With Island County in Phase 3 now (of 4 phases in Washington State), the loop at Ebey’s Landing on Whidbey Island was finally fully open, after having been closed for some time. However….it is still a bit tricky. First you have to walk by the guilt inducing signs passively aggressively telling you should go hike elsewhere, then once on the upper bluff, you have to go only one way. Which, on that part, I have no issues. The bluff is a narrow trail, and has always been an issue letting people pass you. It was actually nice to not have to scootch to the edge to let a train of people go by. Well, except for the one trail runner we watched do that.
Having said all this…..if you wish to hike this trail, go on a weekday and start EARLY. When we got there, the tiny parking lot was nearly empty. It requires a Wa State parking pass (Discover Pass). As we finished just before Noon, the lot was full and the road was packed with overflow cars. It wasn’t “Saturday at Ebey” levels (which have become horrible), but it was still bad. And the “overflow” area is along the bluff, above the beach, on an already narrow road.
A long time ago, when my oldest son was young, I often hiked the loop every week. I didn’t realize how fortunate I was then. It was lonely then, often I would see no one else, especially if it was winter. We’d go after I got off work, midday. I worked a mile away. It can still feel lonely, but times have changed and it is a hike people travel to do now. With the changes in ownership (into being protected lands) the side trails have been closed, and dissuaded from use.
If you start at Ebey’s Landing, head to the stairs that go up the bluff. Pop out onto the bluff, in a field and head uphill. You will come to a trail junction with the Prairie Ridge Trail, to the right. Stay straight and enter the Pratt Preserve, leaving the state park land behind. Ebey is an odd grouping of land – state park, Nature Conservancy, and the National Park.
Looking across the fields of the Pratt Preserve, and to Mount Baker in the distance, with Black Buttes in front, to the left side.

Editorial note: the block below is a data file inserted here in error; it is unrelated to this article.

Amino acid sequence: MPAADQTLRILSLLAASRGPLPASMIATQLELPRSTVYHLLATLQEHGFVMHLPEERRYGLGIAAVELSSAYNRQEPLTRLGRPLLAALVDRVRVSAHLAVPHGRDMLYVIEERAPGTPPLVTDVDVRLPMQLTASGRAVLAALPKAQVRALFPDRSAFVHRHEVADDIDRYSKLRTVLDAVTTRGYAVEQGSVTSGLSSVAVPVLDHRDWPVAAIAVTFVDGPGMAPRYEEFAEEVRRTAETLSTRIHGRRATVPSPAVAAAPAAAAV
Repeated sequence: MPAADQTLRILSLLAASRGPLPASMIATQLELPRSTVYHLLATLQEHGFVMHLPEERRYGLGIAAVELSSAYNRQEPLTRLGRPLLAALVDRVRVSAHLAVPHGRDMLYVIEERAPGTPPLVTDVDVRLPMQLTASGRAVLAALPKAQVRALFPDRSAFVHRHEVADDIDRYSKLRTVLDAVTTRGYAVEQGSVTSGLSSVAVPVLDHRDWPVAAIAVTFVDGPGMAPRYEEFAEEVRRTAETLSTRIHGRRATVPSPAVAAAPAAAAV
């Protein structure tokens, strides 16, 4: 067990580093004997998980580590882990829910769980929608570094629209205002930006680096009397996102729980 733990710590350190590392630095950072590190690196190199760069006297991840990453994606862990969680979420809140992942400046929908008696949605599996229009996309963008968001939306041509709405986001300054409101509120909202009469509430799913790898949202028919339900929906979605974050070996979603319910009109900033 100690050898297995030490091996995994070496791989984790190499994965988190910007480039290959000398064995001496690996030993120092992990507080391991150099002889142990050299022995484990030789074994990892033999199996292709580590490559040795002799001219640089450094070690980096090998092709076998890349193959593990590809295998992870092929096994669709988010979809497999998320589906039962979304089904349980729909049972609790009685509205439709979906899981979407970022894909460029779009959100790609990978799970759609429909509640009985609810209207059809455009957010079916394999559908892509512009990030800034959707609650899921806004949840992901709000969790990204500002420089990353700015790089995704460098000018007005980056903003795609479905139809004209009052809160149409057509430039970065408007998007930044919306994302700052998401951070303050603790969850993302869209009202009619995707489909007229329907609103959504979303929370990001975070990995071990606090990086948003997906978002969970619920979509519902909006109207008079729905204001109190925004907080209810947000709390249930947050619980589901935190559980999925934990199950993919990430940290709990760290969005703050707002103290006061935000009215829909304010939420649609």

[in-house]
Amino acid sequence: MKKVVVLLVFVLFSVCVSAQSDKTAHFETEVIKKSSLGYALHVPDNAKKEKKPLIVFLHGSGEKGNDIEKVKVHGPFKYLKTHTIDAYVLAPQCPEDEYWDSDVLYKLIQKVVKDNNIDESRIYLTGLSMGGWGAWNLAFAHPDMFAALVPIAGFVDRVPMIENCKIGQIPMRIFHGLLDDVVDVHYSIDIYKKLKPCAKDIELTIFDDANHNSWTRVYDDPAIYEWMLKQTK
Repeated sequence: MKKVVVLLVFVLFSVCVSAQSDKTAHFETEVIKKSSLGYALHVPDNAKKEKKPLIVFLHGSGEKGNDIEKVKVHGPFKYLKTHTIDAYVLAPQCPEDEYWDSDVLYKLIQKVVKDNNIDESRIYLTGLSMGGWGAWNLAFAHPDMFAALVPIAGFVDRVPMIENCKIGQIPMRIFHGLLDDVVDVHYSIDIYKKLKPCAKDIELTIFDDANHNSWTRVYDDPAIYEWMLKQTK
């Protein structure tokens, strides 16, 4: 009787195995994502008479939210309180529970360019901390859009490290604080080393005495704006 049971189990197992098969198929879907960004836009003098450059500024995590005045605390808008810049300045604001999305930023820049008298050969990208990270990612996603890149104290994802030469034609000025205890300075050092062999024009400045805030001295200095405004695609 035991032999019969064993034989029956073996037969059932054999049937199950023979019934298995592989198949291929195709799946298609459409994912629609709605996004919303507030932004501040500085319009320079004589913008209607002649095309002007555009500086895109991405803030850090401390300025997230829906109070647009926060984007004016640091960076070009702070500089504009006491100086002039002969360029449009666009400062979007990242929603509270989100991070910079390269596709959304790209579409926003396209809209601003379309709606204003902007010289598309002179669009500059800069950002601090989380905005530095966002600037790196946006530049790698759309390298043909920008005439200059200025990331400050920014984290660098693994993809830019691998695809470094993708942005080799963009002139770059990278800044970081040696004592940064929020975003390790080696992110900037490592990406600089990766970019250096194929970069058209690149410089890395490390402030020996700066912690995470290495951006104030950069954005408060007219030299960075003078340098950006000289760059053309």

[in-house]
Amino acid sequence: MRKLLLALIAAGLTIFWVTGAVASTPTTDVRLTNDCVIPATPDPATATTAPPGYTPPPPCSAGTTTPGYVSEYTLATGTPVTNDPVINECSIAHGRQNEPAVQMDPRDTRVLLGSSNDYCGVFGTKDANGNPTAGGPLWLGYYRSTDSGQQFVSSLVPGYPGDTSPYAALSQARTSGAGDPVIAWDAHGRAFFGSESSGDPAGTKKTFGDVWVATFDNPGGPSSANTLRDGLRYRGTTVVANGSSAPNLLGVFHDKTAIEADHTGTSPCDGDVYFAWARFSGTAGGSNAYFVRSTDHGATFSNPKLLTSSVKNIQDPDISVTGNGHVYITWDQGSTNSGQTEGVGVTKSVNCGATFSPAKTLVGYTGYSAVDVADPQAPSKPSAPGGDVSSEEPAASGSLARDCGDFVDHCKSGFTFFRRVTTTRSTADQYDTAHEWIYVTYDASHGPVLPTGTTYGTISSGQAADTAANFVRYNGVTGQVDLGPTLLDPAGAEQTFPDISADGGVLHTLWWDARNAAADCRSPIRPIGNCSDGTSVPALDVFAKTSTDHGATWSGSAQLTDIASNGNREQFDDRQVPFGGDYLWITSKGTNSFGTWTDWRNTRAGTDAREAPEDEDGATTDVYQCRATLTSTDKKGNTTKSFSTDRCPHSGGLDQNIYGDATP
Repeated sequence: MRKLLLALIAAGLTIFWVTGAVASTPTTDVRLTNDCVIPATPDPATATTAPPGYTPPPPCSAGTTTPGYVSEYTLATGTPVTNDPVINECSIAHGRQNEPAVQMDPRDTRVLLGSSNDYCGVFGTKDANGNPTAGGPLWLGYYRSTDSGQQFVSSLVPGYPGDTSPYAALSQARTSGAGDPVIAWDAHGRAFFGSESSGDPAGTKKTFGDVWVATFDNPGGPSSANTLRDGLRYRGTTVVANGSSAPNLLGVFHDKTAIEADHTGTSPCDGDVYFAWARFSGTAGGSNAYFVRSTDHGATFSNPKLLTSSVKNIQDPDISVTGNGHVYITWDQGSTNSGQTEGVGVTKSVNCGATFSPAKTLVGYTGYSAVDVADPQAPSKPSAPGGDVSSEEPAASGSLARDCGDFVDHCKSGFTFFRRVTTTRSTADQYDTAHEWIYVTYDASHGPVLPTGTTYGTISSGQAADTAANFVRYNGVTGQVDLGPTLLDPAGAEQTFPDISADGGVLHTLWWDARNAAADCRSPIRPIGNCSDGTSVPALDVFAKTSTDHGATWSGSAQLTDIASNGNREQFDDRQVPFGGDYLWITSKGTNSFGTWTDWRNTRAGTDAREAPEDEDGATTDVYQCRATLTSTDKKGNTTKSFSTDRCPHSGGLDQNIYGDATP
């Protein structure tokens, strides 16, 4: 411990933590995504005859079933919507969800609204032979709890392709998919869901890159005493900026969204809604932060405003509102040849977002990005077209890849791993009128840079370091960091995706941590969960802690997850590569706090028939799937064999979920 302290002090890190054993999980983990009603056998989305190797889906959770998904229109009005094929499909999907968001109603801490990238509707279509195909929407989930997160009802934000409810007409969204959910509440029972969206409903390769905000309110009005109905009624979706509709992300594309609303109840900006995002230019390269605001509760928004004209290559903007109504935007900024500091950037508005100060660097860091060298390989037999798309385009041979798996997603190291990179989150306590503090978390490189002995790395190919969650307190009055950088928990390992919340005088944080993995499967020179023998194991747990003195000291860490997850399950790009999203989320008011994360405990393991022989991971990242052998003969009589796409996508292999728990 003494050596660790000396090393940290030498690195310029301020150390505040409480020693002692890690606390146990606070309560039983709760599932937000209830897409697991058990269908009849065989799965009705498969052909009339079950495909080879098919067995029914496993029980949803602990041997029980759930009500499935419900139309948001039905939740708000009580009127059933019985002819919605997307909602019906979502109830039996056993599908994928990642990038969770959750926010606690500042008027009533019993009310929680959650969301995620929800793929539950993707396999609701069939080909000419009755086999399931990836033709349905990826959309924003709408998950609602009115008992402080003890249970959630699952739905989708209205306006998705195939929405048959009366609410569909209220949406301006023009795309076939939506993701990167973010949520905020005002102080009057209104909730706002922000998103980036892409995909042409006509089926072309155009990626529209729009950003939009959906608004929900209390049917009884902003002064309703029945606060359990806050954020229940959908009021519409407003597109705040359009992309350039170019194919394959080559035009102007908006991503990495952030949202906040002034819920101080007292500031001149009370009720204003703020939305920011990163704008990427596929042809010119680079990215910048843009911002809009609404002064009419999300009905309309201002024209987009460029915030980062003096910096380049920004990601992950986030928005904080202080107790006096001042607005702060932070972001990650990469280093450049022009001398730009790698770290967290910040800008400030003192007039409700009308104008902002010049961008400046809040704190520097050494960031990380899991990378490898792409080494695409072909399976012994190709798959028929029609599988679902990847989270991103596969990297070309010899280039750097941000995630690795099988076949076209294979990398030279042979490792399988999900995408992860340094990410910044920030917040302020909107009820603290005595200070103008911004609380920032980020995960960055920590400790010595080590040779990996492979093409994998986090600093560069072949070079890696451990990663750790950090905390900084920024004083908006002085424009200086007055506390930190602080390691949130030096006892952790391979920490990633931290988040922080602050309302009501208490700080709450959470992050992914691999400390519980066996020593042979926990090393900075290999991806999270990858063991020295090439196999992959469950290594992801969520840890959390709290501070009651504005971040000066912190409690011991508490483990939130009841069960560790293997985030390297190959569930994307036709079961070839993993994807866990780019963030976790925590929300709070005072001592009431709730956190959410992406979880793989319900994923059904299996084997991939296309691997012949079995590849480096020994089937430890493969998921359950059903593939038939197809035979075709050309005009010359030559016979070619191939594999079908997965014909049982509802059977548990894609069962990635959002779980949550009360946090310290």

The boys heading up the bluff, to the top.
Looking back at Ebey’s Landing. Mount Rainier (Tahoma) is in the center, rising up above the water of the Salish Sea.
Alistaire and Walker on the bluff, looking across at the Olympic Mountains, and the shipping lanes.
On the bluff above Perego’s Lagoon. In the upper right, look for the Bald Eagle.
Bald Eagle looking for breakfast.
Wild roses starting to bloom.
The joy of this hike is the bluff, walking on the edge most of the way, with nothing but views to take in.
Tahoma in the distance, rising above.
The switchbacks down to the beach have become narrow over time, and are overgrown. The lower half of the bluff was covered in invasive horsetail. I guess if it stabilizes the hillside?
When you reach the end, you can pop over to the beach, or better, find the path to the lagoon and walk the trail along it. It is less windy (a bonus in winter) and offers lots of logs to have a snack on.
I saw a purple star mylar balloon stuck in the driftwood, Walker got it free and we packed it out. Being purple….I have to wonder if it came from the high school in Oak Harbor (where I graduated from) as graduation was a week or so ago.
The switchbacks can be seen on the bluff. Further north Fort Ebey State Park is reachable by walking West Beach (I have done it, long ago).
The Olympic Mountains visible, peeking over the driftwood piles.
The lagoon section is a treat to enjoy.
Tahoma visible through the driftwood, where the lagoon trail stops. The trail takes you up and over the driftwood, and the rest of the hike is on the beach. It was a super low tide, the sand was packed and easy to walk. In winter the hike is on rocks, so summer is more enjoyable.
3¾ miles for the loop, according to my GPS. You will see different claims on mileage, but after having done it so many times, I’d agree with my charting of it. High elevation was 186 feet, starting and ending at sea level.